Sleeper car - Dominic Wilcox

The Importance of Boredom

So January has been and gone, 2016 is firmly embedded and life may have moved from the great expectations and enthusiasm that a new year brings and drifted back into the monotonous humdrum that Monday to Friday offers.

Like many other businesses Optima-life started 2016 with an all-day get together so that we could set the tone and ambition for the year.  We started our ‘away day’ with a talk from creative genius, Dominic Wilcox.  Dominic, is an inventor and humorist; a modern day Heath Robinson who challenges himself to observe and then create.  He has come up with ideas such as ‘the family rain poncho’, ‘no place like home GPS shoes’ and the unforgettable ‘stained glass driverless sleeping car’.  We learnt a lot from listening and looking at what Wilcox said and has created, but there were two messages that really struck home.

Firstly, was the importance of boredom.  In today’s world boredom is almost impossible, instant gratification surrounds us from mobile phones, to computers, to watches that are both computers and phones (I think they also tell the time) and the advent of seven day working and seven day shopping, our sensory matter is constantly alive.  The point is we really do not have to think that much anymore, it is all done for us and equally we do not allow ourselves time to think – we are constantly stimulated both when working and when we are not.  Boredom is simply not allowed, it is utterly taboo!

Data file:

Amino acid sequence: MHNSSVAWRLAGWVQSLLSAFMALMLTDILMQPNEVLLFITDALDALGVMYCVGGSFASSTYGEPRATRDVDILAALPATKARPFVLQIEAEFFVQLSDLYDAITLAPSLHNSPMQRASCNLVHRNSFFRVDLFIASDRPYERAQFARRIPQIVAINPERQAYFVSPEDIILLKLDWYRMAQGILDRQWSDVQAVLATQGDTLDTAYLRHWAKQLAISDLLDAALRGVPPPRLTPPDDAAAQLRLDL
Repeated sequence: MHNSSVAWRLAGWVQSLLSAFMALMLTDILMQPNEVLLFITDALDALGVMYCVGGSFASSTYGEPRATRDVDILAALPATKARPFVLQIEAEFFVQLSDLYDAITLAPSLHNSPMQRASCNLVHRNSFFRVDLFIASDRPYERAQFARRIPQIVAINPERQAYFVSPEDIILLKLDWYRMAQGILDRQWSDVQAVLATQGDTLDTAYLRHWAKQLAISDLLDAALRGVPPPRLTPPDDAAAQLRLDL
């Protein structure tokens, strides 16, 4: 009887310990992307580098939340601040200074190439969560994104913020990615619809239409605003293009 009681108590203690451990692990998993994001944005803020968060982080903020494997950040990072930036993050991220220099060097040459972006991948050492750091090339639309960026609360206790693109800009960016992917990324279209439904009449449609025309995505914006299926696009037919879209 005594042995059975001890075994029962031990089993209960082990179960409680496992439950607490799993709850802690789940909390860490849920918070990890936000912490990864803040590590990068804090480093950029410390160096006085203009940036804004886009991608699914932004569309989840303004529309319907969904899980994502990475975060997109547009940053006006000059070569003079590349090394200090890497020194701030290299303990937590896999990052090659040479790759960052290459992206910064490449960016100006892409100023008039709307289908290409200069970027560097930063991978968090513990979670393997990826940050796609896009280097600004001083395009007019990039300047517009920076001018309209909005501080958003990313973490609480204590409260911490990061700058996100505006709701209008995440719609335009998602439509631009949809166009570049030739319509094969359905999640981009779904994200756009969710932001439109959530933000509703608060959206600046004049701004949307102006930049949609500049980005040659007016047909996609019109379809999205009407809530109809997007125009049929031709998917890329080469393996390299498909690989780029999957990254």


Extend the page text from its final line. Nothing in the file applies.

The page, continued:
No boredom may mean no ideas.  I wouldn’t be surprised if Archimedes was totally and utterly bored whilst naval gazing in his bath when he started to think about water levels and that Newton could well have been rejoicing in mindless boredom when all of a sudden that apple dropped down in front of him.  Personally, I know that I get some of my best ideas when I am out running.  I used to think that was due to the physiological and anatomical changes that are reported to happen in the grey matter when we exercise.  Maybe, just maybe, there is another reason I get these good ideas when plodding the streets – I just find running incredibly boring!

The second message that hit home was when the question was asked ‘Is it better to create as an individual or as a group?’.  When asked which was best, Wilcox, who always seems to have a balanced opinion, was committed to the former.  His sentiment was that groups can often be hindered by procrastination, personality and posturing, all of which lead to paralysis of progress; whereas individuals, particularly when under the pressure of a time line, often get on and get the job done.

I hesitate to argue with his opinion, but having also attended a course on coaching in January, I wonder if the real challenge to solving problems and searching for ideas is to find an environment, communication style and technique that is going to bring the best out of an individual or a group.  The trouble with problem solving with the team you work with every minute of every day is that there often can be too much ‘white noise’.  Our ears and our brains accommodate to the voices and lines of thinking without truly listening, absorbing and processing. Whether your preference is for coaching, mentoring, consulting or training (and as I learnt there is a big difference between these), creating a platform for freshness of the senses and invigoration of the mind can be incredibly powerful.

With there being very few Archimedes, Newton’s or Wilcox’s in the world, it could be argued that there are two possibilities to explore:  Find someone to facilitate your thinking or get bored more often…………..or maybe even both!

Image source: Dominic Wilcox – Photograph – Sylvain Deleu